Reading Parables Without Missing the Point

I want to offer a word of caution as we read parables. We need to think about how we are approaching these stories so that we’re not expecting them to be something they’re not.

Let me use a parable of sorts to explain what I mean. Suppose that Kelly and I were going to watch a movie. And, suppose that it was Kelly’s turn to pick the movie we were going to watch. Now, suppose that Kelly picked “Little Women” or “Sense and Sensibility” – both clearly long and sweeping, romantic dramas – what one might even call “chick flicks”.

Now, aside from the first question of whether or not I can even bring myself to watch these movies, it would be very important for me to approach watching these movies in the right way.

If I go into those movies looking for action, blood and guts, or non-stop laughs, I am going to be sorely disappointed. Even if I could agree that the movie was good – good acting, good cinematography, good character development, good musical scoring – if I’m expecting the movie to be a comedy or an action movie then I won’t find what I’m looking for.

In earlier times in the church’s history, biblical scholars used a method of interpretation that included a lot of allegory. Simply put, an allegory is a story where every character, item, or event signifies some other thing. Those medieval interpreters had a heyday with the parables. They found hidden allegorical meanings to every element of the parables. A coin meant this; a bird meant that; the type of tree meant another thing…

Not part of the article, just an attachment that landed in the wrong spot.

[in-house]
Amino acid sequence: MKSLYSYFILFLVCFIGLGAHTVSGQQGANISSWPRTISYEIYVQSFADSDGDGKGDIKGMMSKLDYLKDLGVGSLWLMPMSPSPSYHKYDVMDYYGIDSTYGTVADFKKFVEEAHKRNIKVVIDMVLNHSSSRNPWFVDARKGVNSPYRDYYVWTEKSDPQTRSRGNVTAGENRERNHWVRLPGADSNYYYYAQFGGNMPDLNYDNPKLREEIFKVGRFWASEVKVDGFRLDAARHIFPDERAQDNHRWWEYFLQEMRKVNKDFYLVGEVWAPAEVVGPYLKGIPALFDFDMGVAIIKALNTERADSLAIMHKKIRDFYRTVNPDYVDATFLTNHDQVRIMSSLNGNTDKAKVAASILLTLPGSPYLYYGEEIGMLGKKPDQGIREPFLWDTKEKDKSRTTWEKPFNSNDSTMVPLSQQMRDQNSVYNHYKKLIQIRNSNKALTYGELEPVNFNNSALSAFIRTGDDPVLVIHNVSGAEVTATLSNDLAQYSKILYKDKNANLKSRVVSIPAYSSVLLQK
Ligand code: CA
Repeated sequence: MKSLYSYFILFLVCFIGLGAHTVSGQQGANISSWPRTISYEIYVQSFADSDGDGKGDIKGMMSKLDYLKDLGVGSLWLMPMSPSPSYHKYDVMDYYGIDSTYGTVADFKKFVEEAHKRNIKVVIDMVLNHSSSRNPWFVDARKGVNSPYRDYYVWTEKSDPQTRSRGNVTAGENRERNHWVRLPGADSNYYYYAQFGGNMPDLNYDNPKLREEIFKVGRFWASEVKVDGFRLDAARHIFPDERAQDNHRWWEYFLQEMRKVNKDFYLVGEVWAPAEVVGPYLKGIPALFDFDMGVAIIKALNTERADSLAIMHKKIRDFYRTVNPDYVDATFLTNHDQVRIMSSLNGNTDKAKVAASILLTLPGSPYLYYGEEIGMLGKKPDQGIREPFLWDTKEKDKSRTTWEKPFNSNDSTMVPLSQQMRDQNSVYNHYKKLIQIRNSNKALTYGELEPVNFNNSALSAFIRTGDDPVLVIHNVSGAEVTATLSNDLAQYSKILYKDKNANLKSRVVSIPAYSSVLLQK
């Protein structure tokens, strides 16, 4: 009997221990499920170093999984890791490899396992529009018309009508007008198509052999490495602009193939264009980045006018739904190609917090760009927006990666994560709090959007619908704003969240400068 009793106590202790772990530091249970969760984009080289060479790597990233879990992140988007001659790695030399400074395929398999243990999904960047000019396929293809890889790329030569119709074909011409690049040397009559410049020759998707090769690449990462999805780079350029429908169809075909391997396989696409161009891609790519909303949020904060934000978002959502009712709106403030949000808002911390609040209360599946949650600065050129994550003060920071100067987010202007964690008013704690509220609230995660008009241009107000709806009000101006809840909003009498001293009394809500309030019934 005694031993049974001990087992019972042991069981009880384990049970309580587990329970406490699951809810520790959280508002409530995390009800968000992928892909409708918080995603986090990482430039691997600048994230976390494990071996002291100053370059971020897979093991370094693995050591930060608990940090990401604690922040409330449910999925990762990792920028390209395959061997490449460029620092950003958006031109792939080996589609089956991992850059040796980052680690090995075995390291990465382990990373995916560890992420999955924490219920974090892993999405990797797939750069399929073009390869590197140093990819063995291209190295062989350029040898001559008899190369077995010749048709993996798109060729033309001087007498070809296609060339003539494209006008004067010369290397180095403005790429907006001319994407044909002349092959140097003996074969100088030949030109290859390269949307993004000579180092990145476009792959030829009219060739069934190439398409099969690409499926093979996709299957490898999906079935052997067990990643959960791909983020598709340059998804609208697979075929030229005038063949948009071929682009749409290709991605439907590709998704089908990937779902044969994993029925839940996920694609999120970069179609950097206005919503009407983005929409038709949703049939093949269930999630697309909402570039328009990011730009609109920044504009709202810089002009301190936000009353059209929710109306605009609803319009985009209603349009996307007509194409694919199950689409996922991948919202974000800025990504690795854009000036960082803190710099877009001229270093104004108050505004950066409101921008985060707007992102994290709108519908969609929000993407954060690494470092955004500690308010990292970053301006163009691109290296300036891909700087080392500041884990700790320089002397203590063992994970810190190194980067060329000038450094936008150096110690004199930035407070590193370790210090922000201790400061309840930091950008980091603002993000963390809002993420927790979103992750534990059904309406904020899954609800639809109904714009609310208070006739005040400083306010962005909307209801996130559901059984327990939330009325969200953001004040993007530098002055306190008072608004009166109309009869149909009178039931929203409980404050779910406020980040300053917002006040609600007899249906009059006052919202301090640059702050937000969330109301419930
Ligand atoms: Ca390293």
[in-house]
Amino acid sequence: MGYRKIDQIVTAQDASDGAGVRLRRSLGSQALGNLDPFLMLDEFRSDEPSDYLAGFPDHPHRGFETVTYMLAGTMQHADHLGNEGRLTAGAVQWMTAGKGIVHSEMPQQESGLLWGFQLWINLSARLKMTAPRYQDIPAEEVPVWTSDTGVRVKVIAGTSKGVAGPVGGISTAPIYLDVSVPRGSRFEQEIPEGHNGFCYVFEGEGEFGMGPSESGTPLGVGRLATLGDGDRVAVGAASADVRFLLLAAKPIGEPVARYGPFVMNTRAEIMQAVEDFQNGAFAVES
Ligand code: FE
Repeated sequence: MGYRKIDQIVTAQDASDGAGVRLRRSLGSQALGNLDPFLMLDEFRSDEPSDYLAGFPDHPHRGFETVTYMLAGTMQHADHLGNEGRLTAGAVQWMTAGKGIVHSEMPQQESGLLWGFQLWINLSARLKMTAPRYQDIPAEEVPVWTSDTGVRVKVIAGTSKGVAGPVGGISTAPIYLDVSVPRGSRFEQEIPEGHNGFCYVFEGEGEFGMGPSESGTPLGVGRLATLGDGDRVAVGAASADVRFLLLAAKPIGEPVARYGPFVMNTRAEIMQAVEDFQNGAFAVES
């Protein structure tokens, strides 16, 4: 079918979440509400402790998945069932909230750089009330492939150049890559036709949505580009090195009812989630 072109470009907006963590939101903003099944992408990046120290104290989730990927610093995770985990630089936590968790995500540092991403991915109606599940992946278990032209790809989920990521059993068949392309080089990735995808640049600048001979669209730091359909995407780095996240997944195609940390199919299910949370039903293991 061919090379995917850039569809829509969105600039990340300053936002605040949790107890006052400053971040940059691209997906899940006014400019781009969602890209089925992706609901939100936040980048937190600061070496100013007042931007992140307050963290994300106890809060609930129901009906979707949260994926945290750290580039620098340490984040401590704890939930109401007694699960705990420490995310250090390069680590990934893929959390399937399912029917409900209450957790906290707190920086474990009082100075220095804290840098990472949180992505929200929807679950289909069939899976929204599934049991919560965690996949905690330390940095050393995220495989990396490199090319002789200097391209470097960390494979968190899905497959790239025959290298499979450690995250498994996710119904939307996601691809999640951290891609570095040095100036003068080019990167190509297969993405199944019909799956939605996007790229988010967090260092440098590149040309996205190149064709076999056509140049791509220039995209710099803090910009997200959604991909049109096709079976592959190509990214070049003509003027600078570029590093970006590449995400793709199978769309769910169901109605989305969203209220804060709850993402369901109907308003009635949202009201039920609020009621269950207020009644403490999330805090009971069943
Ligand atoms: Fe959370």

But that sort of reading misses the point of parables.

When we pay attention to their context we will find that the parables have one clear and pointed impact related to one fundamental issue. So, we need to look at the situation or questions that prompted the story. We need to connect the parable where appropriate with what Jesus was teaching in and around the story so that we can get the main point.

Parables have one clear and pointed impact related to one fundamental issue.

When we read or listen to parables we shouldn’t try to find secret meanings in every nook and cranny of the story, but try to listen – with the guidance of God’s Holy Spirit – for the strong, power-packed point on the main issue that hits us like swift punch in the gut.

And when we truly get it – when we have “ears to hear,” as Jesus said – that point may in fact knock us off our feet. That’s precisely what a parable is supposed to do.

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